Ray Greene Cause of death: Family, Wife, Children, Net worth
Ray Greene, the former Alabama A&M football coach, died on Friday.
Greene was the head coach of the Bulldogs for eight seasons, and during that time, he guided A&M to four SIAC conference championships.
Following his football career, Greene entered the field of broadcasting. He worked as a color analyst for numerous sports in the Tennessee Valley for the bulk of his career, and he spent the majority of that time alongside Gus Hergert. He also spent almost a decade as a commentator for ETV’s Game of the Week.
What was Ray Greene’s Cause of death?
Ray Greene was destined to teach football and assist shape the lives of children. Greene has succeeded at both throughout his lengthy professional career. Greene was born on August 12, 1938, in Akron, Ohio, and graduated from Akron South High School in 1956, where he was an honorable mention all-city and all-state football player.
He received a scholarship at the University of Akron and was awarded excellent sophomore player in 1960 and best defensive player in 1962, as well as being chosen to the All-Ohio Conference team in 1961 and 1962.
Who was Ray Greene? Family, Wife, Children
Greene was elected to the Summit County Hall of Fame by the Akron Touchdown Club and the University of Akron in 1985.
He graduated from Akron University with a B.A. in English and Telecommunications and an M.A. in Administration and Supervision from the University of Miami. Greens attribute his success in life to his parents, his high school coach (Gordon Larson), and the administrators of the Akron Community Center, Vernon Odom and George Miller.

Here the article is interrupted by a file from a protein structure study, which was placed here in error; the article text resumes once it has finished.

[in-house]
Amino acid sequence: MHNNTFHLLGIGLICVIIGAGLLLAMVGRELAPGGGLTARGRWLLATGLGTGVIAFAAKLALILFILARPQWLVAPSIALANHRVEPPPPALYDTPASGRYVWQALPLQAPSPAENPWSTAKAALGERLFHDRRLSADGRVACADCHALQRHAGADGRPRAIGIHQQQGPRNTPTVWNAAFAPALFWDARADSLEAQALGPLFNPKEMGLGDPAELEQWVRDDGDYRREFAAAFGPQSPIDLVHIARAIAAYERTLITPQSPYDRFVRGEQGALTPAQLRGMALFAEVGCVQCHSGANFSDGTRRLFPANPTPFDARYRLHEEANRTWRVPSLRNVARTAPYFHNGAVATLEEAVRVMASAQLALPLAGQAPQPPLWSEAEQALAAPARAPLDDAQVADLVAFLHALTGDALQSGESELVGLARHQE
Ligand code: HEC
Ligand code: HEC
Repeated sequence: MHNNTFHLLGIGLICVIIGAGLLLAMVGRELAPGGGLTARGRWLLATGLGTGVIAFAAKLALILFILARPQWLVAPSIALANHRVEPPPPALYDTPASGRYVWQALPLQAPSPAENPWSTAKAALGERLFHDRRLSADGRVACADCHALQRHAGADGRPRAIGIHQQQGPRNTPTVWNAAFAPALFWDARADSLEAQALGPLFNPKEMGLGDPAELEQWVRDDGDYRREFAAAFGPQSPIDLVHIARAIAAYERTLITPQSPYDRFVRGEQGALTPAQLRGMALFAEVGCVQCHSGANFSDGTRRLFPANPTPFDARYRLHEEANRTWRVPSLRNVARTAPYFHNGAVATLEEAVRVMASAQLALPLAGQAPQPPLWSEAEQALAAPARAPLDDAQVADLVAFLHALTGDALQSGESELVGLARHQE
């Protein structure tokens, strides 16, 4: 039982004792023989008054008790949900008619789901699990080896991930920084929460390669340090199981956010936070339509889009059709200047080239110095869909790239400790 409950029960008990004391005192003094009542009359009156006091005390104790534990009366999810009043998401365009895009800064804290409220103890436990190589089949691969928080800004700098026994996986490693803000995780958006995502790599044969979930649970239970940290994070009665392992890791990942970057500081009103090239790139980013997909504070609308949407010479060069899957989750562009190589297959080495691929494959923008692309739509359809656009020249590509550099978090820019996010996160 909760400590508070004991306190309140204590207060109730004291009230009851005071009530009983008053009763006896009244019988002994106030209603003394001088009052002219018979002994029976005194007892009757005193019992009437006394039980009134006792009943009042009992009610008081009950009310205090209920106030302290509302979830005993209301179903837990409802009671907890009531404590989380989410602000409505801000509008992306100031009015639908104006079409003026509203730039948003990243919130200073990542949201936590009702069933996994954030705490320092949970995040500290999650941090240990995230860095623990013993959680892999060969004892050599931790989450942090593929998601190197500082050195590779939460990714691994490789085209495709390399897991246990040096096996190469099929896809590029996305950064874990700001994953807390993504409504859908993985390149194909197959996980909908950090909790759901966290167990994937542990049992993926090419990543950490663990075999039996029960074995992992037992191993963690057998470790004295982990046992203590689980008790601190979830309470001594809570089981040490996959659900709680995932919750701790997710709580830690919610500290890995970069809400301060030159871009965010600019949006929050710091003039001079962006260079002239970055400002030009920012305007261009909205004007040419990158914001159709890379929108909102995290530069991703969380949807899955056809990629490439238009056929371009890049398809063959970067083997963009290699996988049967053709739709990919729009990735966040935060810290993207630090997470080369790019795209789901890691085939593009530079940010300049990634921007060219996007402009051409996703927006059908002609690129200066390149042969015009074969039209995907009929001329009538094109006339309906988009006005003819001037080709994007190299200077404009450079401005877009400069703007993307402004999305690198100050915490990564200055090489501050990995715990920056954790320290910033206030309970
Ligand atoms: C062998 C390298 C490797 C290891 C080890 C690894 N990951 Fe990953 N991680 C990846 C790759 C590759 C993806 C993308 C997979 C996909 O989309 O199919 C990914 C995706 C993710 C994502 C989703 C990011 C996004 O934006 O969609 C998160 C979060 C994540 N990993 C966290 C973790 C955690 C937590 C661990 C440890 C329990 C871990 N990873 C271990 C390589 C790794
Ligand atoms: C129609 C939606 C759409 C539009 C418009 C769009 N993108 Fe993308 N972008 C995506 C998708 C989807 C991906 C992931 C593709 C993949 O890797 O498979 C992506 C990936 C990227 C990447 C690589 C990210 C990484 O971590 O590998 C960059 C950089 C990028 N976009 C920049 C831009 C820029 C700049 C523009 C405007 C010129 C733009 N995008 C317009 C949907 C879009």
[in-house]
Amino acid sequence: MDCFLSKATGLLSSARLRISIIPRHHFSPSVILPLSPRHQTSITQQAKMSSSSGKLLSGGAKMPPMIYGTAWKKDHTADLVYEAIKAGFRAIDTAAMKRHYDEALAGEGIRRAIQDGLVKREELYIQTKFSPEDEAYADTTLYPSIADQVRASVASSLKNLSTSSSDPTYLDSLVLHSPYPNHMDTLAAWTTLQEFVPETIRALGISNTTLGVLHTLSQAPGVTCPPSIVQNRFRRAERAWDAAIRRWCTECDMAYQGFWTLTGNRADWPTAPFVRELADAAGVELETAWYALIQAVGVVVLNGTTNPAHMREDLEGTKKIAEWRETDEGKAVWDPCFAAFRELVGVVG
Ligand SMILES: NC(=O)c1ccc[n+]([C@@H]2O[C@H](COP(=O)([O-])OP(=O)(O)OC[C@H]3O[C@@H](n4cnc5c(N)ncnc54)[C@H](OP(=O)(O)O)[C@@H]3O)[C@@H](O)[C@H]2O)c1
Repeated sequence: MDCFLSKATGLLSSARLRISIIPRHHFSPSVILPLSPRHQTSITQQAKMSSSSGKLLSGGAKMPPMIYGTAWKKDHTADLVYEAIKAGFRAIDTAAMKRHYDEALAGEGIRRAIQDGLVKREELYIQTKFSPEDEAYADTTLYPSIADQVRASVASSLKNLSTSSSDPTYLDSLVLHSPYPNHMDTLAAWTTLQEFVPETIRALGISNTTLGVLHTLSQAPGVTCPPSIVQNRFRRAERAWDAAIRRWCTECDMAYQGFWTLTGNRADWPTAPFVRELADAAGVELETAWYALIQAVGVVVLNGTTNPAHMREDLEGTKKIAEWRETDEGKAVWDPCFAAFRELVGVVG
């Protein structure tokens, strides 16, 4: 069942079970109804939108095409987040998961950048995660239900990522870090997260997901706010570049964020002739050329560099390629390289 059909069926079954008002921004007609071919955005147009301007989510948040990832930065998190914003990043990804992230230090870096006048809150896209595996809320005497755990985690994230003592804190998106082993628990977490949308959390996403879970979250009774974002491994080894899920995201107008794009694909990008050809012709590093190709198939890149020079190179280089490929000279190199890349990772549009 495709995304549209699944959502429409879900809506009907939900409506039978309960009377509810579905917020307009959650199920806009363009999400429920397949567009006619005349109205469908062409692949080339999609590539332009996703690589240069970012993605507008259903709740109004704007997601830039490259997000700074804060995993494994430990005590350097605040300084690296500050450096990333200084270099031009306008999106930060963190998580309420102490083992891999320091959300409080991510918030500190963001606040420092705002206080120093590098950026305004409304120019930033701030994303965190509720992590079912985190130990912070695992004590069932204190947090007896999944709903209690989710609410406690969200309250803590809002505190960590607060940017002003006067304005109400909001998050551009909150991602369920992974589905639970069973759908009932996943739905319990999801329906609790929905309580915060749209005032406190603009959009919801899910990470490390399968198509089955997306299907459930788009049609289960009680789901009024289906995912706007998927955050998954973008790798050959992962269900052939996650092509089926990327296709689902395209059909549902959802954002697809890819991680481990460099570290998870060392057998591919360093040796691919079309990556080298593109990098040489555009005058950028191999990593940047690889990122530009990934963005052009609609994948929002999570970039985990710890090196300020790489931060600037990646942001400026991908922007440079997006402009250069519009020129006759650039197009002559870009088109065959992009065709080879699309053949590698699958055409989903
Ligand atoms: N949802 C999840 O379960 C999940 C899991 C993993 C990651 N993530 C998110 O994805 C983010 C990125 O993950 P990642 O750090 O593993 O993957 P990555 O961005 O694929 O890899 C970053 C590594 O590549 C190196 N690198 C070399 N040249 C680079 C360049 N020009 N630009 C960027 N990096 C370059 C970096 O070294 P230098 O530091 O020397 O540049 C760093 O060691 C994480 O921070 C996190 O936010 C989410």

“They were the first college-educated males who took a genuine interest in me,” he recalls of Odom and Miller. “They contributed to my becoming a productive citizen.”
Greene’s first coaching position was at Kenmore High School in Akron, where he assisted Dick Fortner in rebuilding the school.
Kenmore advanced to the state title game in Greene’s first year after winning just two games the year before. He ultimately joined Iowa State’s coaching staff, then spent two years in the World Football League before transferring to Michigan State.
He was the head coach at North Carolina Central (twice), Alabama A&M (twice), Alabama State, and Jackson State. When Greene took the head coaching post at Alabama A&M in 1979, the team was a member of the Southern Intercollegiate Athletic Conference.
Prior to Greene’s arrival, the school had only won two SIAC championships. In his first three years, he won three times.
Greene was replaced by Ed Wyche in 1983, but was rehired three years later by A&M and won another conference title the following year. A&M won four SIAC championships in eight years under Greene’s leadership.
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